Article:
Bill: Yeah, totally. Another thing that probably is as important as it's ever been, but also maybe very different is what is the role of sort of touring and performance and festivals. I mean it used to be there were certain acts, and again, not making any judgments about genre here, but you know, from the Dead to Jimmy Buffet and others not putting out new music or they were putting out some, but I mean they were touring, and they were licensing, and they were... That was how they built in many cases, incredible followership. Obviously the festival circuit's never been stronger or more influential, but I mean, how has that, the world changed as it relates to live performance?

Brian: I think it's a critical aspect, and I think what it does is it really shows you who your really core fan base is. Right?

Bill: Right, right.

Brian: That touring aspect goes hand in hand with artist developments. And I think if a new act is able to really create a hard ticket there, and when I say hard ticket, I mean they're either headlining or they're opening for a band. If they're able to keep that hard ticket business, you can really see like, look, we are doing 800 cap rooms at this stage in the game or we're doing 3000 venues. It's hard fact and there's people putting down significant money of hard earned money that they're going to see this artist. So if you're able to create that robust touring base, it only helps the overall ecosystem. And I think it's as important as it's ever been. But it's certainly a combination of everything that goes into developing an artist.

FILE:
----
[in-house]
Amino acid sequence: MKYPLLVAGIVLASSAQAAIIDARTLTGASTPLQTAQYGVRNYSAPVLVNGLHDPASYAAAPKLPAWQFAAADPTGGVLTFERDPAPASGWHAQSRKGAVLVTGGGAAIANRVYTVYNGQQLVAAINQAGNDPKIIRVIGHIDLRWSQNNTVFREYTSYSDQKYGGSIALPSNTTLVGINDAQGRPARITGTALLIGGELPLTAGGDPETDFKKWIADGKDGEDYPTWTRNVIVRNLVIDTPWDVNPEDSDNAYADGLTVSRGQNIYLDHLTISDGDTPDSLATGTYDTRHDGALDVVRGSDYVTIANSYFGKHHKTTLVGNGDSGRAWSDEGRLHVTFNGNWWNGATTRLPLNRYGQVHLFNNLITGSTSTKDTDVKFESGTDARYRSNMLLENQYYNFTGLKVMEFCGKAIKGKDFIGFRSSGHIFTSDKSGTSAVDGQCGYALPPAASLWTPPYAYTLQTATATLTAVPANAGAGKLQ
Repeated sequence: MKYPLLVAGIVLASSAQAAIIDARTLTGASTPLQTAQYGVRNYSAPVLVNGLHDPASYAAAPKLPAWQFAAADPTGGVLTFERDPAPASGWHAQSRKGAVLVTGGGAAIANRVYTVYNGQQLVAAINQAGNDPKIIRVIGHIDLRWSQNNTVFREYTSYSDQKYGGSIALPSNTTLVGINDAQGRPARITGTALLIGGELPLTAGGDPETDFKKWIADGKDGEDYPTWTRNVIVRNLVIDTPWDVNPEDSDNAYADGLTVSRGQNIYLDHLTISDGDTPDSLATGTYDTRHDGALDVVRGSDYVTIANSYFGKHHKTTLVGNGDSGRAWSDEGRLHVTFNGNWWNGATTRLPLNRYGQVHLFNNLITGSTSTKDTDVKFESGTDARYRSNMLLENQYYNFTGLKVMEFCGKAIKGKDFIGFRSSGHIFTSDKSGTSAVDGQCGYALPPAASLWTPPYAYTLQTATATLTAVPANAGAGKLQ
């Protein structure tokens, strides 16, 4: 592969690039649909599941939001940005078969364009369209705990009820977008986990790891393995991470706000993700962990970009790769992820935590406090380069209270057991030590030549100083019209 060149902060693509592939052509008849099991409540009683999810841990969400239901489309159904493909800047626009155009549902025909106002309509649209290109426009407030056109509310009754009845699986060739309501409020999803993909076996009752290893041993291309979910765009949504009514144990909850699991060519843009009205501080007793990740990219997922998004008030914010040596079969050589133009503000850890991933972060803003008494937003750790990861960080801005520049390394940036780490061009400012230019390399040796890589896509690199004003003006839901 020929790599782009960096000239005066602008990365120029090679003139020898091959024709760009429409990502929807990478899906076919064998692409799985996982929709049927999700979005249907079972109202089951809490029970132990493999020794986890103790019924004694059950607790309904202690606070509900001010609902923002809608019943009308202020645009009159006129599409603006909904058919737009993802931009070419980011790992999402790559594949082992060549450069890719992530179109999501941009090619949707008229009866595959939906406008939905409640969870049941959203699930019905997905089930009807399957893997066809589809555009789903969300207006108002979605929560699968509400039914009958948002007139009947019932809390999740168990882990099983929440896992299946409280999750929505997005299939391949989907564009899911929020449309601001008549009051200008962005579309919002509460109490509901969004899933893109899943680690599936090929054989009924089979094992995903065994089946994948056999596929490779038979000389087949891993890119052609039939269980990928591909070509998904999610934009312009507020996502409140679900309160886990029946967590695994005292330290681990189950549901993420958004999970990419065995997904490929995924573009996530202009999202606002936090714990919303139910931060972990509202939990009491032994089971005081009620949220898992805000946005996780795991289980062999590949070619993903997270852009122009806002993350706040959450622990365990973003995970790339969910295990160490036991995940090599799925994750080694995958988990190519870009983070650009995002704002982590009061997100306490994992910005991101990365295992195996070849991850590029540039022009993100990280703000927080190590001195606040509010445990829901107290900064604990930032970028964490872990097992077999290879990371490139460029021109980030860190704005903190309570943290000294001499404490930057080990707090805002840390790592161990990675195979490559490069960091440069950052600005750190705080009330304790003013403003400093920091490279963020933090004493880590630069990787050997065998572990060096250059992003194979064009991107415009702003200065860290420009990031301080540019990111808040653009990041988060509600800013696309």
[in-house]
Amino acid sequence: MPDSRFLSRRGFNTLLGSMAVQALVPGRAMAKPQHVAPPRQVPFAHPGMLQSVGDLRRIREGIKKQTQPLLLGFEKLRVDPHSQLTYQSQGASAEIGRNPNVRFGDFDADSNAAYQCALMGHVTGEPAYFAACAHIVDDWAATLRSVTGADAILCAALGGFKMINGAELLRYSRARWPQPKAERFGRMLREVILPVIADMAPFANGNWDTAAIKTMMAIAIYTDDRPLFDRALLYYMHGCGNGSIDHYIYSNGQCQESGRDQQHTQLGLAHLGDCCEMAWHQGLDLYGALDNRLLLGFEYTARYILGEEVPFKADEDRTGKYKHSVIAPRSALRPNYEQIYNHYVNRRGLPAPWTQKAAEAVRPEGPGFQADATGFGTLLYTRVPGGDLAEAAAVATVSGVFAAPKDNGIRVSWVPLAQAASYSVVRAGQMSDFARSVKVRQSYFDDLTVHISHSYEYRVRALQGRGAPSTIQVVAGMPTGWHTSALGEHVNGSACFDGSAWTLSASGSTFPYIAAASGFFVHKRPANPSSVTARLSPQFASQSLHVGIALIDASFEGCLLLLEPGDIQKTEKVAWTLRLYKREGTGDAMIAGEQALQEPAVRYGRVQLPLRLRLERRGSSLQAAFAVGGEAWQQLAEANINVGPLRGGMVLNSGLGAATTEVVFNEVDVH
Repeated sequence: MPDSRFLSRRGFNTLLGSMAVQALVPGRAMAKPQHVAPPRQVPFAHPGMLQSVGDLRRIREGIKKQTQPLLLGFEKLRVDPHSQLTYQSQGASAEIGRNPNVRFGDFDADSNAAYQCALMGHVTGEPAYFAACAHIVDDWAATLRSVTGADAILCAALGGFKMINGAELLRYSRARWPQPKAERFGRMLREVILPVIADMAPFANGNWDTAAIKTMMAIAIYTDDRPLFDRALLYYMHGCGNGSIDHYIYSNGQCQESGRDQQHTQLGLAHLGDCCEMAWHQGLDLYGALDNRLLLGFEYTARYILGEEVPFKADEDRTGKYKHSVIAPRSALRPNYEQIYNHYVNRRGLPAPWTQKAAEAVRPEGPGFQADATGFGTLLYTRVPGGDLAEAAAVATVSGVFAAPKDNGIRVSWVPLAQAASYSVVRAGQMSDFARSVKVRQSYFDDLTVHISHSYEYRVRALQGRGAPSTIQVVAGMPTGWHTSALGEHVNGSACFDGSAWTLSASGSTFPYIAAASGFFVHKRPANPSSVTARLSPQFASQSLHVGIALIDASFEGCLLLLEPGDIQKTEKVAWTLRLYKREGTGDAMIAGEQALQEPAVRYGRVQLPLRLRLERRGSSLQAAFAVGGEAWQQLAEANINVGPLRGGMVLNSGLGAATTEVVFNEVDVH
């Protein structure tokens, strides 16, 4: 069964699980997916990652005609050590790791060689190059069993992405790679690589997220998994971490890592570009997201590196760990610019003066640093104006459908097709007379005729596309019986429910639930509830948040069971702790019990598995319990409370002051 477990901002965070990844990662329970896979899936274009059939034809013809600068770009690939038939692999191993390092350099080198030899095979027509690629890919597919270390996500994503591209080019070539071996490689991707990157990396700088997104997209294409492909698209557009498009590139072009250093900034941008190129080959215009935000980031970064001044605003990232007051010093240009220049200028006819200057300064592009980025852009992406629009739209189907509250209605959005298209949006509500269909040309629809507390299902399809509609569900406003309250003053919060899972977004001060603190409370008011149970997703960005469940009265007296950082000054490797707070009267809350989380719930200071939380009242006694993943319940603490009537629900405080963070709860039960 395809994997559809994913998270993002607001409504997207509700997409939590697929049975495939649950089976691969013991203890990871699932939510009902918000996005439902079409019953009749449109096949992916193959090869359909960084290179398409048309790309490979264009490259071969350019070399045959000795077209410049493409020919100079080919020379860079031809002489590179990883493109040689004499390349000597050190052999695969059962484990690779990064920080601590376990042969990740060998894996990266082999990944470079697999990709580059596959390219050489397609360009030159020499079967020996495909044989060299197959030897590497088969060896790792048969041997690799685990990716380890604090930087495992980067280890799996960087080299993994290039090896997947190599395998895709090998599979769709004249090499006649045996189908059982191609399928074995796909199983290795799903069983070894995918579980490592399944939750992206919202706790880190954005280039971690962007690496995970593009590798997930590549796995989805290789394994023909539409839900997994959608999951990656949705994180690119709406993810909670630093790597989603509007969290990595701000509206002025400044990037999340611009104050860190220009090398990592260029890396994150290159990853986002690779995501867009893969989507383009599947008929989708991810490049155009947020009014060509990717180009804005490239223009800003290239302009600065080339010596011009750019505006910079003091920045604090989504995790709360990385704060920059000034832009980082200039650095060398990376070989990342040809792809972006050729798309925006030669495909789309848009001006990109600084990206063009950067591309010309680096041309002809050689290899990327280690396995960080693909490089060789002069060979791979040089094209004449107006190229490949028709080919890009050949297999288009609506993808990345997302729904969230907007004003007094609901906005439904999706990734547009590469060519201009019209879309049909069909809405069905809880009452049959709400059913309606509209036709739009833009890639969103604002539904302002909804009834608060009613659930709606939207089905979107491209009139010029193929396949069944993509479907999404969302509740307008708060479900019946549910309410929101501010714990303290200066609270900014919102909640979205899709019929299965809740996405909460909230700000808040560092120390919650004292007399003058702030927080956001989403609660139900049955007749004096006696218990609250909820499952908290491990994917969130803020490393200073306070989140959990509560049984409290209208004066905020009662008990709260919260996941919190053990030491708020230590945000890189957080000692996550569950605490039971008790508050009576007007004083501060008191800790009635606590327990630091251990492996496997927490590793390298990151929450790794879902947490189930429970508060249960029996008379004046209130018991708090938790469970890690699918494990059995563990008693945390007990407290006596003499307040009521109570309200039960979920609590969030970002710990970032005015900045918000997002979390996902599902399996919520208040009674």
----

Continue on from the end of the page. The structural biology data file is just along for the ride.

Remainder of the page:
Bill: Yeah. Yeah. So within your day to day, SVP at Capitol overseeing this in-house department of sort of partnerships and licensing. I'm not a fan of the typical day kind of question, but I mean, what does that translate to in terms of high priority items for you? And really where you are kind of spending your time and expressing yourself.

Brian: Yeah. So my number one job, and my number one team's job is to break artists and to take campaign to the next level. And how we do that is we engage in partners across film, TV, advertising, and brands specifically to find and create opportunities to bring this music to a scalable level. And so whether it's placing a song in a commercial or developing a campaign with a brand, or finding a right moment within a sports entity like an ESPN, we are constantly looking and having conversations with our partners to take our artist's campaigns to the next level.

Brian: And at a time when the audience is so fractured in what they listened to and what they watch and how much time they're spending on their phones, et cetera., the scalability of a campaign with a brand or a film or a TV show, is really critical and cuts through the clutter to help the rest of the campaign. And I think this world of brand partnerships in sync continues to get more and more important because of the scalability that brands and networks and films have. And so that's what we do on an everyday basis. And it's along with that, it's strategizing with our internal team to have a cohesive plan for our artists and to building out these campaigns that are encompassing of all different aspects. But it's certainly rooted in artist development and rooted in finding game-changing opportunities.